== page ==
TESOL – Day 1 Observations (continued)

One can be certain that a visit to the Electronic Village at TESOL will always result in a learning experience. With multiple mini workshops to attend within a single hour, the only challenge is deciding where to start. Yesterday I first sat down at Randall Davis’s computer station. Randall, who teaches at the University of Utah and maintains the well-known site Randall’s ESL Cyber Listening Lab, presented several applications to support listening and speaking practice. In his session “Online Listening: Tricks, Tools, and New Directions” he demonstrated possibilities with free resources, such as Download Helper, Google Voice, and CinchCast. (To download his presentation slides, click here.)

DownloadHelper is a tool for downloading videos from the Internet. Randall demonstrated how a teacher can combine that tool with VLC Media Player as a portable app. This combination allows teachers to make use of VLC Media Player’s wonderful feature of variable speed during playback of a video AND the selected video doesn’t have to be downloaded onto the computer. Instead, one can keep the portable version of VLC Media Player on a flash drive. This solves any problems a computer administrator might have with users downloading content onto school computers.

Randall also explained how his staff at the University of Utah has made use of Google Voice to collect student audio files in mp3 format. While keeping your actual phone number hidden, you can invite students to call your Google Voice number and submit audio recordings. Imagine the possibilities. You can use this application to collect speech samples for assessment, oral answers to questions, and more. The main convenience is that all the files are sent to and kept on your Google Voice account. The process of collecting and organizing such files becomes far less cumbersome, and it’s entirely free save for the minutes students use to place their calls. Randall passed along the tip to collect students’ cell phone numbers to aid in the identification of submitted files.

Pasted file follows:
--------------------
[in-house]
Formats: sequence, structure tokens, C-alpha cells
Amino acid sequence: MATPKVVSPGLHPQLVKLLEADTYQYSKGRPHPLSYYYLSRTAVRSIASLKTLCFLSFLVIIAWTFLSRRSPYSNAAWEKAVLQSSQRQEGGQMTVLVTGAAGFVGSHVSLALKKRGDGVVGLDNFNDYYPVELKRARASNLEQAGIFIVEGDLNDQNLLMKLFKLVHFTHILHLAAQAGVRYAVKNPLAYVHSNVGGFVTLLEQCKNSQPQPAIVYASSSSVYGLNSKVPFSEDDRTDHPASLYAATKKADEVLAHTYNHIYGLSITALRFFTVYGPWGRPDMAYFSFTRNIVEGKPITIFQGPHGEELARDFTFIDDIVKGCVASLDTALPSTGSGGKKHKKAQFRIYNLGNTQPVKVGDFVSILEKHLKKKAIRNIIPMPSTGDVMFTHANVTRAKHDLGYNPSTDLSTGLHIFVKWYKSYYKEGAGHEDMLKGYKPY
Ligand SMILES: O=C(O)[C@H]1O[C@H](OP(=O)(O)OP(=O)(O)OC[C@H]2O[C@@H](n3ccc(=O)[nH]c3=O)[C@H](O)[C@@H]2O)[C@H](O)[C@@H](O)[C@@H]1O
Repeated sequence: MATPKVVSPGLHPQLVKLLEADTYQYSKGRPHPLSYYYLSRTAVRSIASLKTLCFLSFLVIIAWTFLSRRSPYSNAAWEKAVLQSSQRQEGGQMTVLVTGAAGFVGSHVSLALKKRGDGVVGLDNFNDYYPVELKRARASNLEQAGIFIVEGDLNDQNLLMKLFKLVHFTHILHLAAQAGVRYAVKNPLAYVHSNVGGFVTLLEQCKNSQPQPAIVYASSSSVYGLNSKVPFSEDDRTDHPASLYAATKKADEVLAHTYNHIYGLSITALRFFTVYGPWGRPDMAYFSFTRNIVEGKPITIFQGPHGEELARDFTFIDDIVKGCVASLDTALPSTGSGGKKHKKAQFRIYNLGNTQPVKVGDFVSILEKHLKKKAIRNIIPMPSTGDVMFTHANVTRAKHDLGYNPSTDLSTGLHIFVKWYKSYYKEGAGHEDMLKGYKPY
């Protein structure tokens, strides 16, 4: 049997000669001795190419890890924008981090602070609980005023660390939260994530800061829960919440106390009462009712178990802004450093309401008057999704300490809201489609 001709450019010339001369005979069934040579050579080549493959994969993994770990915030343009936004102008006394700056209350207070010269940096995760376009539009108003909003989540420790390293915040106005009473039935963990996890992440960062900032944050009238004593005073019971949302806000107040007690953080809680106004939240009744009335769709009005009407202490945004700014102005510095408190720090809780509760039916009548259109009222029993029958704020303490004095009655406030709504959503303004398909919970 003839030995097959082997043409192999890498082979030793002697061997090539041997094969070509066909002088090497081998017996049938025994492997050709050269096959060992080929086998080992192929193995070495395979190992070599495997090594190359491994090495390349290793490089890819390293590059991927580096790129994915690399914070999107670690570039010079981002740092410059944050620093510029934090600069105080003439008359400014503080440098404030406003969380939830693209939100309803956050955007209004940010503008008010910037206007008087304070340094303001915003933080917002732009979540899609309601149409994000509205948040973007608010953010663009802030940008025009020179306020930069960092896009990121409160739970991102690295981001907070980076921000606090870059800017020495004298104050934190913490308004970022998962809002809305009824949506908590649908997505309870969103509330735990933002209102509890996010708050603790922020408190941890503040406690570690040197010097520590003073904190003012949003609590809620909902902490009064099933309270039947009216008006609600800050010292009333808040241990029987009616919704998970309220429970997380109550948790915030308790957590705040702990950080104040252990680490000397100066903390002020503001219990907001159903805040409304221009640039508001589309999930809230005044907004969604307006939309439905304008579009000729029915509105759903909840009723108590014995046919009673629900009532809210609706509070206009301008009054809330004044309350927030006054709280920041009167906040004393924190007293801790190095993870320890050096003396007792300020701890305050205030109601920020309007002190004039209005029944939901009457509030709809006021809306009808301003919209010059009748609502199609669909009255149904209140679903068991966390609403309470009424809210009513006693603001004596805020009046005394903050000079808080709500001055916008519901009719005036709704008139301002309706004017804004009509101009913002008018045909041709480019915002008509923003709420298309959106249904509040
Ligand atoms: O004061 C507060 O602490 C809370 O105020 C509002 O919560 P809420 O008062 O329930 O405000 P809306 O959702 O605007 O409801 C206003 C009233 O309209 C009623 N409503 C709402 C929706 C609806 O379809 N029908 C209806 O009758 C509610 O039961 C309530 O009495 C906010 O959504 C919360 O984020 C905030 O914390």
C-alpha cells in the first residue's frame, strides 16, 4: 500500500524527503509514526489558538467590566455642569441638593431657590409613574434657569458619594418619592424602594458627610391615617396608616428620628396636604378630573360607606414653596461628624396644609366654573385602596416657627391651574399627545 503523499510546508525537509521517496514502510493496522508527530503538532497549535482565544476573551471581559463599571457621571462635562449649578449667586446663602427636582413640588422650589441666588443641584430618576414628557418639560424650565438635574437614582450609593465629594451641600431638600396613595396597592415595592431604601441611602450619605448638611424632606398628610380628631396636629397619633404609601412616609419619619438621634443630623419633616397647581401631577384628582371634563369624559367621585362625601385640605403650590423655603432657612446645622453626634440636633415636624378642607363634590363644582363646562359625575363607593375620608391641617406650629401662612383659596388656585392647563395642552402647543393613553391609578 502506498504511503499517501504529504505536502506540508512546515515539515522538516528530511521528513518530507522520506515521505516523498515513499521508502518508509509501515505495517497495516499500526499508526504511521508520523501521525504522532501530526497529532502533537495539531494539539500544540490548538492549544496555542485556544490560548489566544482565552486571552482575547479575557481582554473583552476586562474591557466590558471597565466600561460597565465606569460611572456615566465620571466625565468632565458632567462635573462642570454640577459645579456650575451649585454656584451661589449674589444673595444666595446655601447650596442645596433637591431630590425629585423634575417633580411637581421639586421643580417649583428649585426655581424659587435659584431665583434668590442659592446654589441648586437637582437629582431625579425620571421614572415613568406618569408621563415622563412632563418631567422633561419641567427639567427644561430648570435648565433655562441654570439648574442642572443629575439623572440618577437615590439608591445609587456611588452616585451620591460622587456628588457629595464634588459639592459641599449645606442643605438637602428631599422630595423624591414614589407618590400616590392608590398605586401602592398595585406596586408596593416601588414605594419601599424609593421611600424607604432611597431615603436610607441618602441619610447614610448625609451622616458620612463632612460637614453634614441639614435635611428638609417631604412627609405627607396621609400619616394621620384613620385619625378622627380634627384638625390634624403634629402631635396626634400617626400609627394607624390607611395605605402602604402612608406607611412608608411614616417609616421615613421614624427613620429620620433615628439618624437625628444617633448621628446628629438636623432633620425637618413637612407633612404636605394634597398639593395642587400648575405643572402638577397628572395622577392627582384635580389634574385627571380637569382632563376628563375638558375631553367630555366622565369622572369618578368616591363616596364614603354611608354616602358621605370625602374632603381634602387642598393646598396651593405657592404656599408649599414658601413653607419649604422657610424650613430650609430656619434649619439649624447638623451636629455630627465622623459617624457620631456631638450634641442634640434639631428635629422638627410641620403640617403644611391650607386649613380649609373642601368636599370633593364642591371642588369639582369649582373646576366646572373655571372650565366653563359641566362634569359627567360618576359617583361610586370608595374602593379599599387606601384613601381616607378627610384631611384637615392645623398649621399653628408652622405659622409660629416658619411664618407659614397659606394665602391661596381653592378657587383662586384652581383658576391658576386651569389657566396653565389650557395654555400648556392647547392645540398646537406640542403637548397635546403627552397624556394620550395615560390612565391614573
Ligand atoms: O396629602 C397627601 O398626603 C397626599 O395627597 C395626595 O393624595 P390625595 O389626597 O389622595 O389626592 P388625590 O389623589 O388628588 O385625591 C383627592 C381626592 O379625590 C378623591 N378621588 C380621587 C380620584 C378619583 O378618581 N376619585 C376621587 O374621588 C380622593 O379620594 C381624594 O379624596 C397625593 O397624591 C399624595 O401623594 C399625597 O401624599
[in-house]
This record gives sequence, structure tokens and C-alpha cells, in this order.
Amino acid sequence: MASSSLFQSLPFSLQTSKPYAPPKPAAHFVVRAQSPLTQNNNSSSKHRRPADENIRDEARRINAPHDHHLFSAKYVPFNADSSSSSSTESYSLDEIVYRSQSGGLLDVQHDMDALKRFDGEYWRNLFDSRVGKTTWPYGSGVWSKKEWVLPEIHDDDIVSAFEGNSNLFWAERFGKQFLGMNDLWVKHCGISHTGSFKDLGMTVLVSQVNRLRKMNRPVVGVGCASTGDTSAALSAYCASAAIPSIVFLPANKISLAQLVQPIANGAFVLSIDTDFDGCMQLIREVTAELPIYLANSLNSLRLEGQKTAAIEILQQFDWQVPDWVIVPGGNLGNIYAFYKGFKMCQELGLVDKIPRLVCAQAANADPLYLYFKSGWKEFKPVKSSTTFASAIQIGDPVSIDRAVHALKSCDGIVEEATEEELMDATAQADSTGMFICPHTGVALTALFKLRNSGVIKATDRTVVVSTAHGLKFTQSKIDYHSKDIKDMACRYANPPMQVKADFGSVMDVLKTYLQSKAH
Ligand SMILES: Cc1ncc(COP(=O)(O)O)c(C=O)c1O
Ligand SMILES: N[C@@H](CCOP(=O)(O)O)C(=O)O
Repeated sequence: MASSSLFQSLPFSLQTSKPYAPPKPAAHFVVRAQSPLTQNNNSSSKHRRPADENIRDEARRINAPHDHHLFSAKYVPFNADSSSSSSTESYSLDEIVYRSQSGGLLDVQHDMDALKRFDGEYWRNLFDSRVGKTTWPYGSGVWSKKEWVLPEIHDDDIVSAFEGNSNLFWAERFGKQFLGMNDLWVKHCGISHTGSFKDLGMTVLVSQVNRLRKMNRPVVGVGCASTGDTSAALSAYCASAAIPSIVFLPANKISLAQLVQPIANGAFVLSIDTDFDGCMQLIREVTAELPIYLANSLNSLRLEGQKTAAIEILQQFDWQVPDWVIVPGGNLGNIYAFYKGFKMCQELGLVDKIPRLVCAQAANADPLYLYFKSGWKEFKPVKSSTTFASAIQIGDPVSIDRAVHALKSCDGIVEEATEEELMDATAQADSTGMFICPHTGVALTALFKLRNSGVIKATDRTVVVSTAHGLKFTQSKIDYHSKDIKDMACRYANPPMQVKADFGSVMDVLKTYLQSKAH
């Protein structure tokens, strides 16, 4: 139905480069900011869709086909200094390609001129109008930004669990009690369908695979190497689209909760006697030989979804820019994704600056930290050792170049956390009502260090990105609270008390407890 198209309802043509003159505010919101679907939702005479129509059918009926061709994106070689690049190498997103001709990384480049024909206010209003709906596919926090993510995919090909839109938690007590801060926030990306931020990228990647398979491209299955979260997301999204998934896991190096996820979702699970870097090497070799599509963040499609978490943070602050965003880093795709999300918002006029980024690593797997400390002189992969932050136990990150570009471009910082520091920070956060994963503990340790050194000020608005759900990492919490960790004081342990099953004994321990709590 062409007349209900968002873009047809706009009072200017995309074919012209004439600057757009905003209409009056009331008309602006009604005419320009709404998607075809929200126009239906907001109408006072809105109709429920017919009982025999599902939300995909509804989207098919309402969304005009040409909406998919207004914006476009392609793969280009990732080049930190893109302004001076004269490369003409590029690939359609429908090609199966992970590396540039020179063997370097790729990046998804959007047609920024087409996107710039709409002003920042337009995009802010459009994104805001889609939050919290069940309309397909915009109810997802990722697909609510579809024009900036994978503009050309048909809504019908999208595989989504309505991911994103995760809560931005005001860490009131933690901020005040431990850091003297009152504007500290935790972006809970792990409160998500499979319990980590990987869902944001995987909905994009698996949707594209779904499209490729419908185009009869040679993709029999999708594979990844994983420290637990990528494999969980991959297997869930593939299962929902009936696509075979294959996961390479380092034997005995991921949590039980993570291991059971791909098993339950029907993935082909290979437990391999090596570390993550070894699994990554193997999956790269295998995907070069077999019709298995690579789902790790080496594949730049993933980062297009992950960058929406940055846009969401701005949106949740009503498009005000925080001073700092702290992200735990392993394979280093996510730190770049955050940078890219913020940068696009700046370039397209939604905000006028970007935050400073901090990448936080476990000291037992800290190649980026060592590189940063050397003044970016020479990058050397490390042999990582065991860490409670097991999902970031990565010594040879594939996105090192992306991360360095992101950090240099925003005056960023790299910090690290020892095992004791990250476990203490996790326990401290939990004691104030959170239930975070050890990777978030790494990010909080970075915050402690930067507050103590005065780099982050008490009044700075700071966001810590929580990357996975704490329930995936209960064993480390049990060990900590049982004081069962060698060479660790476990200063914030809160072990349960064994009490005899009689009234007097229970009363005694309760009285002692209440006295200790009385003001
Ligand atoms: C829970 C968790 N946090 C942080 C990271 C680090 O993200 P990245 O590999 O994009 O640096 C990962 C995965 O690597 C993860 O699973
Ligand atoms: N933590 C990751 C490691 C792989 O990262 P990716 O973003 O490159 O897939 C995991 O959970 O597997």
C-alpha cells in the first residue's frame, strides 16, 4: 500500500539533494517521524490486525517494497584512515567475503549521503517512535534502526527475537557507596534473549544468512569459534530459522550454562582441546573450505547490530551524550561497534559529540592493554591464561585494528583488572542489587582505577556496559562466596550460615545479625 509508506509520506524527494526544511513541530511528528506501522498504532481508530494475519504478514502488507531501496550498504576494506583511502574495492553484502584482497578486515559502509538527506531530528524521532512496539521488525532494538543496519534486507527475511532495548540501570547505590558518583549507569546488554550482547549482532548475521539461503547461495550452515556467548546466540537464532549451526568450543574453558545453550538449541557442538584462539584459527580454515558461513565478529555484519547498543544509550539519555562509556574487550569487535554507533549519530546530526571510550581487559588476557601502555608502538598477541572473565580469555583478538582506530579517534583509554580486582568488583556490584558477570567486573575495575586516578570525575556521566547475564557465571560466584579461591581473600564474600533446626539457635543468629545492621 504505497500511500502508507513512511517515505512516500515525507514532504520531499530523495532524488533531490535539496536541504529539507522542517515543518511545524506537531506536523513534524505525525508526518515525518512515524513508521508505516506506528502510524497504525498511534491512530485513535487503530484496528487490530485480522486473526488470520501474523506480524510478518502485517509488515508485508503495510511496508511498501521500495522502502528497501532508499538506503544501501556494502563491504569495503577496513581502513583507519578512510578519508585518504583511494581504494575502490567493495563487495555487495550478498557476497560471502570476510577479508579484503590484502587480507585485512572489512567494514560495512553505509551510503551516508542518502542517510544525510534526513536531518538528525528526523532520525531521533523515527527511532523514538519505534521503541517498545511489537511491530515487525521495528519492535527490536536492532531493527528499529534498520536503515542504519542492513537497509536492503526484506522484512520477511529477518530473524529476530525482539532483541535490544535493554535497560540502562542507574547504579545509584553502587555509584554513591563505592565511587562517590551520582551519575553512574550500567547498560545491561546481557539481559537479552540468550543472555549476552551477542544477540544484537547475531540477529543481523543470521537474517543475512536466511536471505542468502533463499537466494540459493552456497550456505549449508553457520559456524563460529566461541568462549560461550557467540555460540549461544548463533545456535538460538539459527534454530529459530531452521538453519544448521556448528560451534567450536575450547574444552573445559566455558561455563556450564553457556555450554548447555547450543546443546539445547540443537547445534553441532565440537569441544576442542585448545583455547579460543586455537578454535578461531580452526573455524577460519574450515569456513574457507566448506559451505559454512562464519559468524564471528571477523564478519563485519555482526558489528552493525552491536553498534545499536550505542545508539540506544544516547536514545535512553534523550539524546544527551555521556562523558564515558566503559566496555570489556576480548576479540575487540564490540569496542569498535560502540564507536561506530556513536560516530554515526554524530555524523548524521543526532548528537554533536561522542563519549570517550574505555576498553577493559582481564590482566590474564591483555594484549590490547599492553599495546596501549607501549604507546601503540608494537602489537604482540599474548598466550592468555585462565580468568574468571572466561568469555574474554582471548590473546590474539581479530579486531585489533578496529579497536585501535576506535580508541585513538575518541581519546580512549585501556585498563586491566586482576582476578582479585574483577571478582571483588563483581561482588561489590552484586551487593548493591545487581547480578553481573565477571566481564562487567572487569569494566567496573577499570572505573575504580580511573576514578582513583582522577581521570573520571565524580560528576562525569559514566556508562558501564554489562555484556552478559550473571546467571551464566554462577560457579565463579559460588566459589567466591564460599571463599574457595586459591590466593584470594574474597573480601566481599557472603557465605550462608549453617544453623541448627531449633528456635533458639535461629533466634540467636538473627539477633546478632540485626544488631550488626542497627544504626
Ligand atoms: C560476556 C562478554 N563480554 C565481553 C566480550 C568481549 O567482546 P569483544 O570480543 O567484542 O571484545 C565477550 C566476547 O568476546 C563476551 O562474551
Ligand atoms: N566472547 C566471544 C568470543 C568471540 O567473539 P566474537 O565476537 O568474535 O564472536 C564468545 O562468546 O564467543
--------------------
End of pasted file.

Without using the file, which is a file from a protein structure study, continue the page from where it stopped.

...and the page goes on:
With the time we had left, Randall shared his knowledge of CinchCast, an application that allows users to make audio posts on sites like Facebook and Twitter. The beauty is that this free app allows one to create audio podcasts on the go. Also, the audio posts have no time limit. Whereas Google is recommended for student submissions to the teacher, CinchCast was presented as a tool for the teacher to send audio messages to the students. Randall suggested using this medium for sending homework assignments and discussion questions. There are other possibilities, of course.

Indeed, mobile apps were a hot topic yesterday. If time allows, I’ll share more ideas from other presenters. From making flashcards to holding group brainstorming sessions with movable sticky notes, the apps being discussed this year at TESOL are showing how much technology is reshaping and facilitating language study and instruction.

3 Comments Add yours

  1. Majid says:

    Thanks so much for your amazing tips and fresh information.I really appreciate all of the great works that you do to help other teachers in developing countries like myself.

  2. Harvey says:

    A HUGE thanks for covering the TESOL. Extremely helpful and resourceful for those who weren’t able to make it this year. Keep up the great work!

    1. I only wish I could have attended more sessions. Perhaps I will dedicate one more post next week to other insights and tips I gained from TESOL 2011. Right now it is time to fly back home to Boston. Good-bye New Orleans!

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